Looking further out, we have a strong pipeline of new IP taking shape, including Star Wars: Battlefront. At our core, we're resolved to continue strengthening EA's relationship with the hundreds of millions of gamers that play our games around the world. Every day, we hear from our gamers about what they'd like to see next from EA. This feedback is incredibly valuable and shapes our decisions about the games we make.

Providing great experiences for our gamers, supporting our talent and executing on our strategy, as well as delivering profitable growth. These are the fundamental beliefs that define EA today. Combined, they drive us to deliver every day on commitments to our most important stakeholders; a commitment to support our talented teams as they create the absolute best games and services; a commitment to do the work needed to be known, loved and respected by gamers for the games that we create and a commitment to deliver profitable growth and continually improved returns to shareholders. I look forward to sharing our successes with all of you in the years to come.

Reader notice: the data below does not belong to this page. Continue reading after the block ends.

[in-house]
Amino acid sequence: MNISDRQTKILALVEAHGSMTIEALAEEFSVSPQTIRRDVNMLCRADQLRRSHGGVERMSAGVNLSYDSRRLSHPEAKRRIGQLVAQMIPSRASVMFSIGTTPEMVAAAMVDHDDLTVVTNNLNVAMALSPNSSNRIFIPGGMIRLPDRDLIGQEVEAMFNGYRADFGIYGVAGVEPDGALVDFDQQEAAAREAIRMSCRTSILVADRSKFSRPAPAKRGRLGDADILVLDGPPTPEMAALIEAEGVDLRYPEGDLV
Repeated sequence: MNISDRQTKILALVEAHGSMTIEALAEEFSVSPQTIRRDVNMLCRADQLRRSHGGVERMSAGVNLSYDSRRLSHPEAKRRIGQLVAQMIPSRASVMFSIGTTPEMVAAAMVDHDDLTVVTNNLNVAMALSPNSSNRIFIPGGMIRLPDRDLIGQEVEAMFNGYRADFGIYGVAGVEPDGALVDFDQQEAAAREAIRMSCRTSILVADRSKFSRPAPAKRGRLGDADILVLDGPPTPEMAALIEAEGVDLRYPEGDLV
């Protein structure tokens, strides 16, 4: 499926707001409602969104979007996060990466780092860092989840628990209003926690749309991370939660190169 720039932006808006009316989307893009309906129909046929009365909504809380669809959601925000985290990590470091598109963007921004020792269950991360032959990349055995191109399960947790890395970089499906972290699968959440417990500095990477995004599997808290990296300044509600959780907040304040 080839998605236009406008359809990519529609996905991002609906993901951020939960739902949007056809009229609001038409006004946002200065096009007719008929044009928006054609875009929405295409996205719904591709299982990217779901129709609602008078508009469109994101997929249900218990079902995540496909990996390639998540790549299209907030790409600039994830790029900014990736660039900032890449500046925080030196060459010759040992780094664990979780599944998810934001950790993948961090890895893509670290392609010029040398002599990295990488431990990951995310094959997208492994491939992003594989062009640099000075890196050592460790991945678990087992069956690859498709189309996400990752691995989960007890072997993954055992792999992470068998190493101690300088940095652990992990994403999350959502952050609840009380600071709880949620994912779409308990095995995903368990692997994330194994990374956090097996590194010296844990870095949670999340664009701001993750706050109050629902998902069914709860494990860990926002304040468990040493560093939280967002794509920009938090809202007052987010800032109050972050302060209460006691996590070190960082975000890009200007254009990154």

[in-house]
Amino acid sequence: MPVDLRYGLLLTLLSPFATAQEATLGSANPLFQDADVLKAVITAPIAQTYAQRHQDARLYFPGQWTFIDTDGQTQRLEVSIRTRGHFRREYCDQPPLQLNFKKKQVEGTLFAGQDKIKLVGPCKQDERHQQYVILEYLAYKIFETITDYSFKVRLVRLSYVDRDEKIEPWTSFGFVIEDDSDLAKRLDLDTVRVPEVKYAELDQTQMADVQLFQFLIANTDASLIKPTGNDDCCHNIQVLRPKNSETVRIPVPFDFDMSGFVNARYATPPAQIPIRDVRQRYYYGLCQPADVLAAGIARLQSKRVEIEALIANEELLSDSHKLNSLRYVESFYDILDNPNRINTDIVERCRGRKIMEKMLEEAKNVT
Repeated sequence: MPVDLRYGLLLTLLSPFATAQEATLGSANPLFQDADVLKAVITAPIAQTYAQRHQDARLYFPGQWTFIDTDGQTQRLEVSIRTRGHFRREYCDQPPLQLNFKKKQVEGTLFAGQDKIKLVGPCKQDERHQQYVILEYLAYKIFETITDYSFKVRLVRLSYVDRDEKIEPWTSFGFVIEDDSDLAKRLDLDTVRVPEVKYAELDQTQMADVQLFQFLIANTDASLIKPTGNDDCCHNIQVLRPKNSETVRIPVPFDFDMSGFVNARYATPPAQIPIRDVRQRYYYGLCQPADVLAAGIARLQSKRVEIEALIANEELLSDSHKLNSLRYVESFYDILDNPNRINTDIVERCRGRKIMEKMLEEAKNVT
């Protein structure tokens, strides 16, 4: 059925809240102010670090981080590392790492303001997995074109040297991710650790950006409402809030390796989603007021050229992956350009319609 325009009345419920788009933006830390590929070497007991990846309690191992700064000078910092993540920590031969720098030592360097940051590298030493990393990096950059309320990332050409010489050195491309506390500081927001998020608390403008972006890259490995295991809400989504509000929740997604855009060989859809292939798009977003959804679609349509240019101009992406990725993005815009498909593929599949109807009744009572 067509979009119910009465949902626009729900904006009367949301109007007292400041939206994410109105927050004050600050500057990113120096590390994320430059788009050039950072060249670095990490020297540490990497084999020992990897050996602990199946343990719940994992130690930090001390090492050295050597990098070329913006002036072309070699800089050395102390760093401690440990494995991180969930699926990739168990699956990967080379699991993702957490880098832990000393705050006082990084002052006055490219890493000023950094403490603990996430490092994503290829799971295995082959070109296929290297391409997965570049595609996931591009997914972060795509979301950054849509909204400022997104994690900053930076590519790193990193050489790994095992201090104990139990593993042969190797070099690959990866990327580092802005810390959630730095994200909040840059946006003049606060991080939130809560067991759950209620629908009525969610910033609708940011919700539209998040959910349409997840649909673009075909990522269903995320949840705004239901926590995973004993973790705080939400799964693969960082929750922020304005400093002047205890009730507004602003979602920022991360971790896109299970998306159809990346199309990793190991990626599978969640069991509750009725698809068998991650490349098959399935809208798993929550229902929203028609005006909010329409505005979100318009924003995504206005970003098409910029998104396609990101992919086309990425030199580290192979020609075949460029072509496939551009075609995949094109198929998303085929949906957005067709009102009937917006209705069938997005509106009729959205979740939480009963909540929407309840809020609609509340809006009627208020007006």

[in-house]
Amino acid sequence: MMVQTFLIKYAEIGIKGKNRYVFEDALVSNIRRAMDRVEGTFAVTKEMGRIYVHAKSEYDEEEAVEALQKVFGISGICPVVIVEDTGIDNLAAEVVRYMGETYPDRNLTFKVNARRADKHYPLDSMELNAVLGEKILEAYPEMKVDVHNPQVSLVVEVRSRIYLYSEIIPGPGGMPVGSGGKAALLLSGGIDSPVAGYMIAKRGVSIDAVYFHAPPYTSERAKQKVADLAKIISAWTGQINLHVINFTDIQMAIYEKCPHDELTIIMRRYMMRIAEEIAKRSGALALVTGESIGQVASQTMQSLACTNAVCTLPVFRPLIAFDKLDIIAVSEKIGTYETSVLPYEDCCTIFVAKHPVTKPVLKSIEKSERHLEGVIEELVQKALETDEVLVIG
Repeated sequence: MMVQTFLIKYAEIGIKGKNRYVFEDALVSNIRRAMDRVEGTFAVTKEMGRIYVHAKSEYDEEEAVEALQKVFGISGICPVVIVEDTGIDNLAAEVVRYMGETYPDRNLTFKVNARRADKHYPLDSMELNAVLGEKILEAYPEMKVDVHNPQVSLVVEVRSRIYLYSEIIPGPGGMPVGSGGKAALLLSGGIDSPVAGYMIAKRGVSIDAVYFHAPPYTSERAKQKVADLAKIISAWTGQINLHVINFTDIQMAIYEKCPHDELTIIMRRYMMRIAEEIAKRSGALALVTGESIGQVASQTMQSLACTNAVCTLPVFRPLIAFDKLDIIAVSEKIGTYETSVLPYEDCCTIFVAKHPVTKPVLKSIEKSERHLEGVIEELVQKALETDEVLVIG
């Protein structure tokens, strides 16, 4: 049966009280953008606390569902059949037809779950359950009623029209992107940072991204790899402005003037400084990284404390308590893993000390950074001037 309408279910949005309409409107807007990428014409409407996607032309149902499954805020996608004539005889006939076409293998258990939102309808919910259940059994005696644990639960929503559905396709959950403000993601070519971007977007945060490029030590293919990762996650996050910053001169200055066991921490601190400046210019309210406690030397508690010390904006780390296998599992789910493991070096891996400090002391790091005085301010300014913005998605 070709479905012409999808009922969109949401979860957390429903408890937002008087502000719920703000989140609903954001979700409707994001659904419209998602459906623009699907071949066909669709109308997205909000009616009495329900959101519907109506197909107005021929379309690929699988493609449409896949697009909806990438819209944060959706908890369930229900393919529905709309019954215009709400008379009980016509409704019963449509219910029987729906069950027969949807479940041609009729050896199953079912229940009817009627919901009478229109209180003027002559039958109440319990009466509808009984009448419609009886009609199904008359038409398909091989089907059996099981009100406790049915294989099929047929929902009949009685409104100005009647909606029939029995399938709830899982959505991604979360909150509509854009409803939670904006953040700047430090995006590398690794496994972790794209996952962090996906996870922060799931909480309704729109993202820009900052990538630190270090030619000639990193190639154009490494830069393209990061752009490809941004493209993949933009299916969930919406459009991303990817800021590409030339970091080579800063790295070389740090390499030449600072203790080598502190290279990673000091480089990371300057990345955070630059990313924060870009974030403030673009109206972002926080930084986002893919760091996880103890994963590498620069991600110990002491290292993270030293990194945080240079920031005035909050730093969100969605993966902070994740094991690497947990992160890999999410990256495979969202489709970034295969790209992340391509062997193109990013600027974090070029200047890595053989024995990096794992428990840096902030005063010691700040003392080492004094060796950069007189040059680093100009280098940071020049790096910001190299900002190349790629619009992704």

With that, Blake, Peter, Patrick and I will take your questions.

Question-and-Answer Session

Operator

Colin Sebastian from Robert Baird & Company.

Colin A. Sebastian - Robert W. Baird & Co. Incorporated, Research Division

First off, just the launch of Battlefield. Wondered if you can comment on some of the initial feedback, and if the game has ended up in line with your own quality expectations. And then secondly, Andrew, I'm wondering if you can expand a bit on how you see the next-gen cycle impacting EA and the direction that you're taking the company. And moving to the studio level, maybe Patrick, along those same lines, how do you guys see this playing out in terms of the expense structure and the development structure?